12-21-2011 12:13 AM
  7. ksg97's Avatar
    Thanks your commands really helped this noob, but couldn't use them until I downloaded the sdk tool kit form another site will post another comment with a link for a good video to help anyone else who stops by here.
    01-21-2013 02:47 PM
  8. evdsande's Avatar
    To view the logcat output in Eclipse or AndroidStudio is sometimes a real hassle because of the huge number of logmessages passing by and when you filter in logcat you loose the filtered messages and cannot recall the these anymore. What I use is logcatUDP.apk and TailExpert. With logcatUDP you sent all logcat messages to TailExpert via wifi and in TailExpert you can filter the messages you don’t want to see. For logcatUDP you need a rooted phone but you can also use adb to write your logcat messages to a file and watch this file with TailExpert. Both TailExpert and logcatUDP are free for private use and you can download both logcatUDP and TailExpert see tailexpert.neware.nl
    07-20-2015 06:01 AM
  9. evdsande's Avatar
    07-20-2015 06:02 AM
  10. Wolfling36's Avatar
    Don't know if anyone looks at this anymore...
    But, I haven't used a terminal in a while. Tell me like I'm a child... what state does my phone have to be in? I have an LG G3. Put it in recovery? normal UI? Bootloader?
    06-20-2016 04:06 PM
  11. PackElend's Avatar
    @JHutson456 that's the best tutorial about logcat I've found so far and I've searching a lot for comprehensive tutorial.

    I've always wondered myself how and in particular when log entries are done. You said
    This doesn't START logcat, this tells terminal to grab the information already on the device logcat and display it in terminal.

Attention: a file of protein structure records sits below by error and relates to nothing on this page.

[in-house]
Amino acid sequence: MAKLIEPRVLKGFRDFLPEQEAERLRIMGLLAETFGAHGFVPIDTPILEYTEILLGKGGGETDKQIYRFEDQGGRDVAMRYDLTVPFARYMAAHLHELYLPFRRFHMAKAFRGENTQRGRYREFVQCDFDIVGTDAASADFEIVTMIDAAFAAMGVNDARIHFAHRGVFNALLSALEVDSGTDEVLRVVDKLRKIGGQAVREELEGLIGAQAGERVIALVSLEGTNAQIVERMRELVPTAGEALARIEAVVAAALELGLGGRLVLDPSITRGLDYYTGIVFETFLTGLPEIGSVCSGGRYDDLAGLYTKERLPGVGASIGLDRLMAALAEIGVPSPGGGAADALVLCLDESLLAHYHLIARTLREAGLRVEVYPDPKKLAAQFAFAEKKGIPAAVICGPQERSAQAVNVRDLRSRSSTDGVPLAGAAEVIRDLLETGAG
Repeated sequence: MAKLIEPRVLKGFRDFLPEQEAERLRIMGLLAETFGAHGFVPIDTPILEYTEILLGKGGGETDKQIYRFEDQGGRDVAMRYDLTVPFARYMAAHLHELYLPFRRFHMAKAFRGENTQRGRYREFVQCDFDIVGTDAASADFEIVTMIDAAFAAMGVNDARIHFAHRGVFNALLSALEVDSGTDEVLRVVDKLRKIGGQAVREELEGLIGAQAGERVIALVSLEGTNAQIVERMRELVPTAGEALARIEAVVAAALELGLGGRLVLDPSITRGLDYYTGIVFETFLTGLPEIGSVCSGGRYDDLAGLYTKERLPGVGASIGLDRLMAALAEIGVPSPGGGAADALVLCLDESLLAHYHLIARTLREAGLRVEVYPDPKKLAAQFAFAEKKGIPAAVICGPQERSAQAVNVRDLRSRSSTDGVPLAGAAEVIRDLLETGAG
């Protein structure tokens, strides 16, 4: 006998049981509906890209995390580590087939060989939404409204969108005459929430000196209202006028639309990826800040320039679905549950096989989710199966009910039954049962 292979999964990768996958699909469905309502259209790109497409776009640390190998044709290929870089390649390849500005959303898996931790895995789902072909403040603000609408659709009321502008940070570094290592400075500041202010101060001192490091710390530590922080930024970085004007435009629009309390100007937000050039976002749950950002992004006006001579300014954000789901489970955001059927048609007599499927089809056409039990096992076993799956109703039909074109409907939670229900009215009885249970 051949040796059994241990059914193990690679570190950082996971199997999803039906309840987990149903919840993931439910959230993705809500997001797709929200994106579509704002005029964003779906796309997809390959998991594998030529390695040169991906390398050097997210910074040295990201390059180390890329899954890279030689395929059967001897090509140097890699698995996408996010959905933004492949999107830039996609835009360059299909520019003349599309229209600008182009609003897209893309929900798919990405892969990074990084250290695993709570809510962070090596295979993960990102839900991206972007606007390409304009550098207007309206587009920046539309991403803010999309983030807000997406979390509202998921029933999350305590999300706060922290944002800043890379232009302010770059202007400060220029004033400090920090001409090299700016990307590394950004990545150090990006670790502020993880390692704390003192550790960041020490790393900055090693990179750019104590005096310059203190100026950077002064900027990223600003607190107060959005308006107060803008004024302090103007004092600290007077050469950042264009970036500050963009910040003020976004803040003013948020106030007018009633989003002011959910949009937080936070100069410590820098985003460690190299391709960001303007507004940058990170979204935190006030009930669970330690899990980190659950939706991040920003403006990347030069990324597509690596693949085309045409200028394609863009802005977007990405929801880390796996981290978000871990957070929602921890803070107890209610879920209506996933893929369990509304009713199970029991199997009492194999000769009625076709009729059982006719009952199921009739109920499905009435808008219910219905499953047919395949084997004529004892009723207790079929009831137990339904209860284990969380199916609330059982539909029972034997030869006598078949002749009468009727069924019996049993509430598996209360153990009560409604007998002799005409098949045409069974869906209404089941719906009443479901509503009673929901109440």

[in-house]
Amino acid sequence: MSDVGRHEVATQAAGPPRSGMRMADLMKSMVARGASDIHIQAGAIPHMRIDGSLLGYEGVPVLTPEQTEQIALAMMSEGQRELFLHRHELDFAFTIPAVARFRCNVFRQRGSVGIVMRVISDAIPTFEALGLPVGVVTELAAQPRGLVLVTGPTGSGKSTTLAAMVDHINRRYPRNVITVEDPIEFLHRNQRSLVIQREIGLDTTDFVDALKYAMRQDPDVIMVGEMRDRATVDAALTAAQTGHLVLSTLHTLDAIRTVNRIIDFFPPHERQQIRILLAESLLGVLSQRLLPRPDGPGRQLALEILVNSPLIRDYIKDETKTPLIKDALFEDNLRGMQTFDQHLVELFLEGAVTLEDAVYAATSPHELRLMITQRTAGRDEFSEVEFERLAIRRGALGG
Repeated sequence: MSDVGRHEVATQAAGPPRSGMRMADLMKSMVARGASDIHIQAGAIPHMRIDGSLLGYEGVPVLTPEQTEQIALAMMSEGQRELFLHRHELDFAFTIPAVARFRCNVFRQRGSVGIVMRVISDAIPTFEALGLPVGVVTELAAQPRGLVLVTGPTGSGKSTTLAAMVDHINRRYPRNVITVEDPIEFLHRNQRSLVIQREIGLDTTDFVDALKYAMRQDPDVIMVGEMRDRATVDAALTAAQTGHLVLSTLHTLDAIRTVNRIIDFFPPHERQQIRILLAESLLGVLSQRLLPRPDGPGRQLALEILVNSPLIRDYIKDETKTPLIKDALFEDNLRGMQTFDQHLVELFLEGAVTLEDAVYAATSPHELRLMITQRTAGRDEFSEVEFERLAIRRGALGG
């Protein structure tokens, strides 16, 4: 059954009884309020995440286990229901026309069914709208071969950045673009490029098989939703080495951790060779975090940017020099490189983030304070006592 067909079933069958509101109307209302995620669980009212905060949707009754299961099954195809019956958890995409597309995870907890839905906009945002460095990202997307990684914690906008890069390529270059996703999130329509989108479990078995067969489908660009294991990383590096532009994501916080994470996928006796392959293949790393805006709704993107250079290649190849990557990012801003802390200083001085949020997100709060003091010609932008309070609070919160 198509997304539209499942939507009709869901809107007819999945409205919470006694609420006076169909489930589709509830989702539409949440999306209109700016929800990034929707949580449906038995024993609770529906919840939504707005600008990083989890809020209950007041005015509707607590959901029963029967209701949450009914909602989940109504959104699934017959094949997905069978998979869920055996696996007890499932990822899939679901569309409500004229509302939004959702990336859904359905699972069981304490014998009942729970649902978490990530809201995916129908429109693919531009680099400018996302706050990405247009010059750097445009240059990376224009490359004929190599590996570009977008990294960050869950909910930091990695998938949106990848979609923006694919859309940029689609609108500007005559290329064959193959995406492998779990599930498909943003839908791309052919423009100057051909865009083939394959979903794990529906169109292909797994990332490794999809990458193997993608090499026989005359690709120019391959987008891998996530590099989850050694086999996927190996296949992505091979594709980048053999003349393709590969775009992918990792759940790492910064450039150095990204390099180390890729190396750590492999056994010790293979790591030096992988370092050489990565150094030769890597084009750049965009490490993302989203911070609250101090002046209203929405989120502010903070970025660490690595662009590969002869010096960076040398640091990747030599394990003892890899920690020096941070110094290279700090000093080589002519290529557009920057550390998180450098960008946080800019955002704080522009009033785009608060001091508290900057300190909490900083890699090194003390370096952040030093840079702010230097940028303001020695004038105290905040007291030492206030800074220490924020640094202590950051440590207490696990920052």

Can you say more about it?

    I'm quiet a noob in regard to logcat. I got it to work and my logs seem to be usable but I don't really know what I did.
    Based on endless reading and trying I figured out that that I can retrieve logs as soon as logcat viewer is connected to my phone. There are multiple viewers on available as discussed on stackoverflow -> android desktop log viewer or do it only by the means of ADB.

    Furthermore I found good explanation about the log levels xda developers->guide sending a logcat to help debug your favorite app what is as good as yours.
    stackoverflow -> android log main events radio buffers explains well the message types (what you may can add?).
    But what do you do when you on the move with phone. I know there a plenty of apps.

    mLogcat allowed me to save huge logs what began before I connected it to a desktop PC. It seems that MatLog can access historical logs as well.

    I cannot explain how that is possible sine any other viewer shows only live logs and may shows only a limited number of log entries.
    So I would like to know how is the logging process started and how it is ended. Is there any command or does an logcat app need to run. If an app is necessary, does it have to run in the foreground or background?

    There are the options Logger buffer sizes and Store logger data persistently on device. in Developer options (of at least LineageOS) that may have an impact on put my knowledge is to limited to say it.
    10-19-2017 06:37 AM